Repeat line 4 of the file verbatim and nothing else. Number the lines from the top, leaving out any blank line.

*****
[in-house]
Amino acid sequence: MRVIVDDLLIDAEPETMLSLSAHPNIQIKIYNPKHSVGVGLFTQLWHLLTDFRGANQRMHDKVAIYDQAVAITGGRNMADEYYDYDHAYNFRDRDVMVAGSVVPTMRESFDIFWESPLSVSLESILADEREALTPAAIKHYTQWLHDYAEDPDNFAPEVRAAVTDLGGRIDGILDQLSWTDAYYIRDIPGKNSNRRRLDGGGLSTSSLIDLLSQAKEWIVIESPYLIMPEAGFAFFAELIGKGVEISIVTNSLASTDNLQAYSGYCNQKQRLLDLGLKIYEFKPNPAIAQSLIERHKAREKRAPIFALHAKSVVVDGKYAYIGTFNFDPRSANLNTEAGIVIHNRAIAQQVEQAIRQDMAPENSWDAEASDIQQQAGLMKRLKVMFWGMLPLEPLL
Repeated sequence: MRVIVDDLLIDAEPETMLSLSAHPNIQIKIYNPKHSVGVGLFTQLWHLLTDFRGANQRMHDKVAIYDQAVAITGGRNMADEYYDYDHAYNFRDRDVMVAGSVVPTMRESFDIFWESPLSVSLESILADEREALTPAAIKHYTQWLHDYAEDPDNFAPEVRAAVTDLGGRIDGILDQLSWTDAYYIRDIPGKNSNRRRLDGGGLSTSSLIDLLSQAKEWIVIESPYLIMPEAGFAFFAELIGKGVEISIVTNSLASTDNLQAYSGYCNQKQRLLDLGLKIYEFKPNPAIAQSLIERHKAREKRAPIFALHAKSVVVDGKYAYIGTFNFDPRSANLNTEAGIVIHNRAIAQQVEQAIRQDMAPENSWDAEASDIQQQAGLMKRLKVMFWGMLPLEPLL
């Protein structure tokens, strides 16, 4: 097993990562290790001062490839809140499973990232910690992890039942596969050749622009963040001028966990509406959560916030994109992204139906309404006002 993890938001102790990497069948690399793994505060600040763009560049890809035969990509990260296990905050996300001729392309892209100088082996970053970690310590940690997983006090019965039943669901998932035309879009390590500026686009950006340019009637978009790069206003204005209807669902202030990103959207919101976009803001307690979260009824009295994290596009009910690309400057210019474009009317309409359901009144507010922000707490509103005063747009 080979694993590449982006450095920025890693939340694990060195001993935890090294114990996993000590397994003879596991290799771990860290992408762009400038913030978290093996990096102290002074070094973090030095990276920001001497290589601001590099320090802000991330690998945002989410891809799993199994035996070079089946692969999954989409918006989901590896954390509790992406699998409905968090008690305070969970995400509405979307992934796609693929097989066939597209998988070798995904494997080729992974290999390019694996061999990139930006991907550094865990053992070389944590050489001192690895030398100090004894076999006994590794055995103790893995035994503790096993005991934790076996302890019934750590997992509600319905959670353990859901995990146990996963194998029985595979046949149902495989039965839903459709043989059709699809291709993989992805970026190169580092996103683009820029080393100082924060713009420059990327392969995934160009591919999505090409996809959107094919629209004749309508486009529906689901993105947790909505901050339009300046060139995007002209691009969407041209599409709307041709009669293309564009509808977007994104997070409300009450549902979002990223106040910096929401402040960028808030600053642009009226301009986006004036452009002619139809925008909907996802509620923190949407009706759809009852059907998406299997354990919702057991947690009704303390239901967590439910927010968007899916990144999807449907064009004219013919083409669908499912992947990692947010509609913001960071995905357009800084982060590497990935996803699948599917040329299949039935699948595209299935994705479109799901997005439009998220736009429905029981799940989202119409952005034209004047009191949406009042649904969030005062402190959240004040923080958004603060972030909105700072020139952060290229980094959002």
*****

């Protein structure tokens, strides 16, 4: 097993990562290790001062490839809140499973990232910690992890039942596969050749622009963040001028966990509406959560916030994109992204139906309404006002 993890938001102790990497069948690399793994505060600040763009560049890809035969990509990260296990905050996300001729392309892209100088082996970053970690310590940690997983006090019965039943669901998932035309879009390590500026686009950006340019009637978009790069206003204005209807669902202030990103959207919101976009803001307690979260009824009295994290596009009910690309400057210019474009009317309409359901009144507010922000707490509103005063747009 080979694993590449982006450095920025890693939340694990060195001993935890090294114990996993000590397994003879596991290799771990860290992408762009400038913030978290093996990096102290002074070094973090030095990276920001001497290589601001590099320090802000991330690998945002989410891809799993199994035996070079089946692969999954989409918006989901590896954390509790992406699998409905968090008690305070969970995400509405979307992934796609693929097989066939597209998988070798995904494997080729992974290999390019694996061999990139930006991907550094865990053992070389944590050489001192690895030398100090004894076999006994590794055995103790893995035994503790096993005991934790076996302890019934750590997992509600319905959670353990859901995990146990996963194998029985595979046949149902495989039965839903459709043989059709699809291709993989992805970026190169580092996103683009820029080393100082924060713009420059990327392969995934160009591919999505090409996809959107094919629209004749309508486009529906689901993105947790909505901050339009300046060139995007002209691009969407041209599409709307041709009669293309564009509808977007994104997070409300009450549902979002990223106040910096929401402040960028808030600053642009009226301009986006004036452009002619139809925008909907996802509620923190949407009706759809009852059907998406299997354990919702057991947690009704303390239901967590439910927010968007899916990144999807449907064009004219013919083409669908499912992947990692947010509609913001960071995905357009800084982060590497990935996803699948599917040329299949039935699948595209299935994705479109799901997005439009998220736009429905029981799940989202119409952005034209004047009191949406009042649904969030005062402190959240004040923080958004603060972030909105700072020139952060290229980094959002």